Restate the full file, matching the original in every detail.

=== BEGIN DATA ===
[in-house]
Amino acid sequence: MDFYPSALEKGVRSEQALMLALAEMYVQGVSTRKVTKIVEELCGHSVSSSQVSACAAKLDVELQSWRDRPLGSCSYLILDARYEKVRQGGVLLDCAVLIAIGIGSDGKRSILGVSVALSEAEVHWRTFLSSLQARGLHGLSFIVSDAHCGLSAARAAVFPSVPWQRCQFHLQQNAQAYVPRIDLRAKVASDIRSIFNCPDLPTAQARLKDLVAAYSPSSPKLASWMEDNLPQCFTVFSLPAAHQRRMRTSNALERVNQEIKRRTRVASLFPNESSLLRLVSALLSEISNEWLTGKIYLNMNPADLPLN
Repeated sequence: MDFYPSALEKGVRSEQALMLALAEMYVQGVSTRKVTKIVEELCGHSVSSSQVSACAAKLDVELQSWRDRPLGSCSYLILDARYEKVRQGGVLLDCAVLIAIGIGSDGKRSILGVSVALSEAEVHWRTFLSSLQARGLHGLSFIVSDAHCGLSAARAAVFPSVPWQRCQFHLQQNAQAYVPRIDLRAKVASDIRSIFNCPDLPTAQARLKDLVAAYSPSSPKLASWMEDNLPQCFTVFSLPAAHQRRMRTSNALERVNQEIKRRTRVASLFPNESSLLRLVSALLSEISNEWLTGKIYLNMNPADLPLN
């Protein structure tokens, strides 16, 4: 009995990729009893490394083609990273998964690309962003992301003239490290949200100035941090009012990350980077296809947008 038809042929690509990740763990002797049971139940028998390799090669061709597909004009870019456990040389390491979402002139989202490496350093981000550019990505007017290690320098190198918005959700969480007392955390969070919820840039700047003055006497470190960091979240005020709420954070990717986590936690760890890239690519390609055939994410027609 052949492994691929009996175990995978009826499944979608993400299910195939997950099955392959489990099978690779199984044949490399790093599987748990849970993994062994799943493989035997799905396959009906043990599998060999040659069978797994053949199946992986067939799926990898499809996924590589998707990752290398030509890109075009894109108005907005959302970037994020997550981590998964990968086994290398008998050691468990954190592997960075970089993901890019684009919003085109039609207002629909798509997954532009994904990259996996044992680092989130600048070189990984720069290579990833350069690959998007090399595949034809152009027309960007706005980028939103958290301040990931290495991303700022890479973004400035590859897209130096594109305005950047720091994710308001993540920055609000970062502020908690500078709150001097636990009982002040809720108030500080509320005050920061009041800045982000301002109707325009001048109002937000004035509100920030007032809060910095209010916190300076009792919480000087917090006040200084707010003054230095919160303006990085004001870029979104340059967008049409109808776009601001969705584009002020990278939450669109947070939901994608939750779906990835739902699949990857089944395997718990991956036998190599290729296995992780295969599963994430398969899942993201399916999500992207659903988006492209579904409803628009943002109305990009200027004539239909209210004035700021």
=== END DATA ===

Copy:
[in-house]
Amino acid sequence: MDFYPSALEKGVRSEQALMLALAEMYVQGVSTRKVTKIVEELCGHSVSSSQVSACAAKLDVELQSWRDRPLGSCSYLILDARYEKVRQGGVLLDCAVLIAIGIGSDGKRSILGVSVALSEAEVHWRTFLSSLQARGLHGLSFIVSDAHCGLSAARAAVFPSVPWQRCQFHLQQNAQAYVPRIDLRAKVASDIRSIFNCPDLPTAQARLKDLVAAYSPSSPKLASWMEDNLPQCFTVFSLPAAHQRRMRTSNALERVNQEIKRRTRVASLFPNESSLLRLVSALLSEISNEWLTGKIYLNMNPADLPLN
Repeated sequence: MDFYPSALEKGVRSEQALMLALAEMYVQGVSTRKVTKIVEELCGHSVSSSQVSACAAKLDVELQSWRDRPLGSCSYLILDARYEKVRQGGVLLDCAVLIAIGIGSDGKRSILGVSVALSEAEVHWRTFLSSLQARGLHGLSFIVSDAHCGLSAARAAVFPSVPWQRCQFHLQQNAQAYVPRIDLRAKVASDIRSIFNCPDLPTAQARLKDLVAAYSPSSPKLASWMEDNLPQCFTVFSLPAAHQRRMRTSNALERVNQEIKRRTRVASLFPNESSLLRLVSALLSEISNEWLTGKIYLNMNPADLPLN
């Protein structure tokens, strides 16, 4: 009995990729009893490394083609990273998964690309962003992301003239490290949200100035941090009012990350980077296809947008 038809042929690509990740763990002797049971139940028998390799090669061709597909004009870019456990040389390491979402002139989202490496350093981000550019990505007017290690320098190198918005959700969480007392955390969070919820840039700047003055006497470190960091979240005020709420954070990717986590936690760890890239690519390609055939994410027609 052949492994691929009996175990995978009826499944979608993400299910195939997950099955392959489990099978690779199984044949490399790093599987748990849970993994062994799943493989035997799905396959009906043990599998060999040659069978797994053949199946992986067939799926990898499809996924590589998707990752290398030509890109075009894109108005907005959302970037994020997550981590998964990968086994290398008998050691468990954190592997960075970089993901890019684009919003085109039609207002629909798509997954532009994904990259996996044992680092989130600048070189990984720069290579990833350069690959998007090399595949034809152009027309960007706005980028939103958290301040990931290495991303700022890479973004400035590859897209130096594109305005950047720091994710308001993540920055609000970062502020908690500078709150001097636990009982002040809720108030500080509320005050920061009041800045982000301002109707325009001048109002937000004035509100920030007032809060910095209010916190300076009792919480000087917090006040200084707010003054230095919160303006990085004001870029979104340059967008049409109808776009601001969705584009002020990278939450669109947070939901994608939750779906990835739902699949990857089944395997718990991956036998190599290729296995992780295969599963994430398969899942993201399916999500992207659903988006492209579904409803628009943002109305990009200027004539239909209210004035700021």